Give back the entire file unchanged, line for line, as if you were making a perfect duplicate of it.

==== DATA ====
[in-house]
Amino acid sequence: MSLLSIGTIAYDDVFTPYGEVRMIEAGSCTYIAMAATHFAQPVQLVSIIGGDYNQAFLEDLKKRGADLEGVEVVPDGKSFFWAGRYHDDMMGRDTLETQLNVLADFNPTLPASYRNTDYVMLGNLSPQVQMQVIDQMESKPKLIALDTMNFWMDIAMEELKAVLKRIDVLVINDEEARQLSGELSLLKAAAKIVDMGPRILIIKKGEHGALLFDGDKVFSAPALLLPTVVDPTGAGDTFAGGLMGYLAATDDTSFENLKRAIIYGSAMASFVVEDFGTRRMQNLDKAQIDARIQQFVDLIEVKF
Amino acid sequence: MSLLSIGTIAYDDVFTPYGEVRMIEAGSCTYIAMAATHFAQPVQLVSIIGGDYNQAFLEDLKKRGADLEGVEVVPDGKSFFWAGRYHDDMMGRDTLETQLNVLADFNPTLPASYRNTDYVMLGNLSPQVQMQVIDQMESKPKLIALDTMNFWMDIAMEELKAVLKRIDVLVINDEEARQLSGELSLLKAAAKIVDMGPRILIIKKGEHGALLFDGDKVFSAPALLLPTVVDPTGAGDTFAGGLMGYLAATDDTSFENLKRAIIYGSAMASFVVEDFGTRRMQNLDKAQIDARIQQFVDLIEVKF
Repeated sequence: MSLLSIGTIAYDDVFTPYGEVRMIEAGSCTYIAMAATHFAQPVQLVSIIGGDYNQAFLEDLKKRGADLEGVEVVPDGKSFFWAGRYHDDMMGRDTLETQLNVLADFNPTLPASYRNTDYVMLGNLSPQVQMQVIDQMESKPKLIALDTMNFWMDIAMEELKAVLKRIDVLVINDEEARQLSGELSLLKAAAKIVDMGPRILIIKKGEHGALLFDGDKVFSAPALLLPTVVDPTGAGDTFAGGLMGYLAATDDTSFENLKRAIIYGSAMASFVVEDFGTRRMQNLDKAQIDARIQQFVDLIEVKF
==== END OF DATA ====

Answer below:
[in-house]
Amino acid sequence: MSLLSIGTIAYDDVFTPYGEVRMIEAGSCTYIAMAATHFAQPVQLVSIIGGDYNQAFLEDLKKRGADLEGVEVVPDGKSFFWAGRYHDDMMGRDTLETQLNVLADFNPTLPASYRNTDYVMLGNLSPQVQMQVIDQMESKPKLIALDTMNFWMDIAMEELKAVLKRIDVLVINDEEARQLSGELSLLKAAAKIVDMGPRILIIKKGEHGALLFDGDKVFSAPALLLPTVVDPTGAGDTFAGGLMGYLAATDDTSFENLKRAIIYGSAMASFVVEDFGTRRMQNLDKAQIDARIQQFVDLIEVKF
Amino acid sequence: MSLLSIGTIAYDDVFTPYGEVRMIEAGSCTYIAMAATHFAQPVQLVSIIGGDYNQAFLEDLKKRGADLEGVEVVPDGKSFFWAGRYHDDMMGRDTLETQLNVLADFNPTLPASYRNTDYVMLGNLSPQVQMQVIDQMESKPKLIALDTMNFWMDIAMEELKAVLKRIDVLVINDEEARQLSGELSLLKAAAKIVDMGPRILIIKKGEHGALLFDGDKVFSAPALLLPTVVDPTGAGDTFAGGLMGYLAATDDTSFENLKRAIIYGSAMASFVVEDFGTRRMQNLDKAQIDARIQQFVDLIEVKF
Repeated sequence: MSLLSIGTIAYDDVFTPYGEVRMIEAGSCTYIAMAATHFAQPVQLVSIIGGDYNQAFLEDLKKRGADLEGVEVVPDGKSFFWAGRYHDDMMGRDTLETQLNVLADFNPTLPASYRNTDYVMLGNLSPQVQMQVIDQMESKPKLIALDTMNFWMDIAMEELKAVLKRIDVLVINDEEARQLSGELSLLKAAAKIVDMGPRILIIKKGEHGALLFDGDKVFSAPALLLPTVVDPTGAGDTFAGGLMGYLAATDDTSFENLKRAIIYGSAMASFVVEDFGTRRMQNLDKAQIDARIQQFVDLIEVKF